Next Stop: Rome - Filippo Ricci

Filippo at the Colloseum
Filippo at the Colloseum in Rome
  • Name: Filippo Ricci
  • Study: Multidisciplinary Economics, Economics and Business Economics
  • Age: 29
  • Year of graduation: 2019 (MSc Multidisciplinary Economics), 2016 (BSc Economics and Business Economics)
  • Lives: Rome (Italy)
  • Before: Utrecht from 2013-2019, Tokyo during secondary school
  • Current job: Project monitoring consultant at Food and Agriculture Organization of the United Nations        

How do you look back on studying in Utrecht?

Filippo and friends at the University Hall
Filippo and friends at the University Hall

Very fondly! Utrecht University and the city of Utrecht have become part of myself during the six years of my stay. The city has this romantic quality to it, I find. But I also very much enjoyed my courses. My research master was academically the most challenging time, but since we were such a small class, we got a lot of individual attention from great teachers. That meant a lot to me from a learning perspective. I got to know lots of skills, knowledge and new perspectives. In addition, it was a period of personal growth and I made friends for life.

Something else I still feel nostalgic about is the University Library City Centre on Drift, the former palace of Louis Napoleon. I lived right next door and studied there on a regular base. If you wanted a good spot you had to be very methodical about it, or come really early at opening time. I very much appreciated the contrast between the extremely modern interior architecture and the historical outside.

What do you miss most when thinking of Utrecht?

I miss the practicality of the city, its exceptionally good city design, and its historical charm. Also, I liked the Dutch lifestyle. Going for a ‘borrel’ [drink, ed.] at the end of the day, stuff like that.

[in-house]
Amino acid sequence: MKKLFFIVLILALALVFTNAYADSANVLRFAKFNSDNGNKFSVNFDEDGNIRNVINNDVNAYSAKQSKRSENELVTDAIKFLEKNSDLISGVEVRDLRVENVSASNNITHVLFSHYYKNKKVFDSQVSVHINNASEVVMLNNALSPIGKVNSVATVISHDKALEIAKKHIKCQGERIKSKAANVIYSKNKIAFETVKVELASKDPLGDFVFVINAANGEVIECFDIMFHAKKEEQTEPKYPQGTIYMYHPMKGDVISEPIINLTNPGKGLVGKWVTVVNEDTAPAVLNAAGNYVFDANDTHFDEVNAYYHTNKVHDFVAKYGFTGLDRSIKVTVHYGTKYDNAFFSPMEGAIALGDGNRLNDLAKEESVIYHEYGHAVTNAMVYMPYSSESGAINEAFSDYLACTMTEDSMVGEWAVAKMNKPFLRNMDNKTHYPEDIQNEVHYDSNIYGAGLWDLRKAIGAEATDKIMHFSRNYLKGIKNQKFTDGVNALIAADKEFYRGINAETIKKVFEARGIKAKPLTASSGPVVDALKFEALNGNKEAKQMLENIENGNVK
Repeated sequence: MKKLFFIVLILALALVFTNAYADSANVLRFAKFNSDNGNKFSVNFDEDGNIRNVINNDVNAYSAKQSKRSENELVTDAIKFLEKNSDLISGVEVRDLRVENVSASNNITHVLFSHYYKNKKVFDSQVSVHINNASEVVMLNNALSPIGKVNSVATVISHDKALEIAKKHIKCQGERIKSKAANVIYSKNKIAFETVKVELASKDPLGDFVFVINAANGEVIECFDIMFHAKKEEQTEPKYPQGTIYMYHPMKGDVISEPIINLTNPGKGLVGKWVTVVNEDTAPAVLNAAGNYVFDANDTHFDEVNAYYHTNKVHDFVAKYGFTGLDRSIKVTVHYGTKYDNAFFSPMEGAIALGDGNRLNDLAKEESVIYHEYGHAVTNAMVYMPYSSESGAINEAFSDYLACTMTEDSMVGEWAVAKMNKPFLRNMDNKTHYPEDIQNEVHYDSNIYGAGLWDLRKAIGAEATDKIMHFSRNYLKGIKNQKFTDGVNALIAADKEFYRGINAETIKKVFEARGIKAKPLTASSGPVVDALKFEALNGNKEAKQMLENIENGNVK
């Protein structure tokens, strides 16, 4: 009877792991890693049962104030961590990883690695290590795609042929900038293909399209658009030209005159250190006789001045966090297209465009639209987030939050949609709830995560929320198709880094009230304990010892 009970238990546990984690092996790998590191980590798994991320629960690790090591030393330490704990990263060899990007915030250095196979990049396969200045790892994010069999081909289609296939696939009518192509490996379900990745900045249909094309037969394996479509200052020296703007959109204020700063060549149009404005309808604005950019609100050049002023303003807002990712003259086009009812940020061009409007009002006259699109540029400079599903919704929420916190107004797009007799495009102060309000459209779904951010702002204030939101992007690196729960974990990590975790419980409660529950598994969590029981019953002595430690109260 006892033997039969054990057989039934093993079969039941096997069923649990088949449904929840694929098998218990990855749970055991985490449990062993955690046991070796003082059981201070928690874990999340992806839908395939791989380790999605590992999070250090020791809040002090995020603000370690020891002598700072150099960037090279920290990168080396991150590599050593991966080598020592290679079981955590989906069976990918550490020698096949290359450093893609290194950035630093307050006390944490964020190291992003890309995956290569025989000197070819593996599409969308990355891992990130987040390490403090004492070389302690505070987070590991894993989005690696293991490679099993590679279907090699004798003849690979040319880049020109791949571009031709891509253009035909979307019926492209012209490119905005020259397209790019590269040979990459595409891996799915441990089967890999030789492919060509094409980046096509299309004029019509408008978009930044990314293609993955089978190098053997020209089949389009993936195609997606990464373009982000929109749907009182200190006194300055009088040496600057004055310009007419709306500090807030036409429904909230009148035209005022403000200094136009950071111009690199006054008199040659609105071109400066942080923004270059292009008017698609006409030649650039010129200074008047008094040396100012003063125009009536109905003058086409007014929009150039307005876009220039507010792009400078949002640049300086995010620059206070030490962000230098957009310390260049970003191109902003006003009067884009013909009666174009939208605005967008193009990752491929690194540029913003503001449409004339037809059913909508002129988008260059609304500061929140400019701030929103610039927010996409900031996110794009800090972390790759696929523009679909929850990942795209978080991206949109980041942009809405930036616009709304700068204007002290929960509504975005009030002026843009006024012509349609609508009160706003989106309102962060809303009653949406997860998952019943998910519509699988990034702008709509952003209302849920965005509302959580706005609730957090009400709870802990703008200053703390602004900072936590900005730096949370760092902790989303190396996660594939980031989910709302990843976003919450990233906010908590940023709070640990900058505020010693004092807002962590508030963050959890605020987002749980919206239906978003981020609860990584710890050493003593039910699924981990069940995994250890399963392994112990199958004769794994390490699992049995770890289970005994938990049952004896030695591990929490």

What do you like about Rome, your current place of residence?

Rome is Rome and it’s one of the most historically rich places I could imagine. The weather is beautiful most of the time. That’s enough as such. But above all, a lot of my family and friends live here. That is fundamental to me and was actually my motivation for coming back to Italy, although I do miss my Dutch friends.

What does your average working day look like?

I work four days at the office and one day from home. I can actually cycle to work from home within 25 minutes. Sounds great, but it’s difficult to navigate through town. There is so much traffic all the time. My working day is from about half past eight to about half past five. Fortunately, my boss is not controlling at all. So as long as I get my work done, it doesn’t matter so much which hours I work. Right now, I am kind of in between roles within my team. Therefore, work is a bit more chaotic than usual. So far, I have been setting up a database to monitor the public sector and non-private engagements FAO enters into. It’s got to do with checking if projects are implemented correctly. My role will become to integrate this process into the IT-systems of FAO. When I’m not working, I’m usually playing cello, or preparing food. Social life comes about more organically here than in Holland. We usually don’t plan meeting friends or going out upfront. It just happens.

Why did you decide to become an active member of the Utrecht University Alumni Network Italy?

Filippo at alumni event Rome May 2024
Filippo at alumni event in Rome

It’s nostalgia, I guess, wanting to reconnect a bit with Utrecht University, wanting to keep the spirit alive (and practicing my Dutch from time to time). In general, I think connecting is a good thing. At our first meeting I felt an instant connection to other alumni because we shared so many experiences. There is a fair chance we also share similar values, maybe we can achieve whatever things together. It feels like a springboard of possibilities for all members.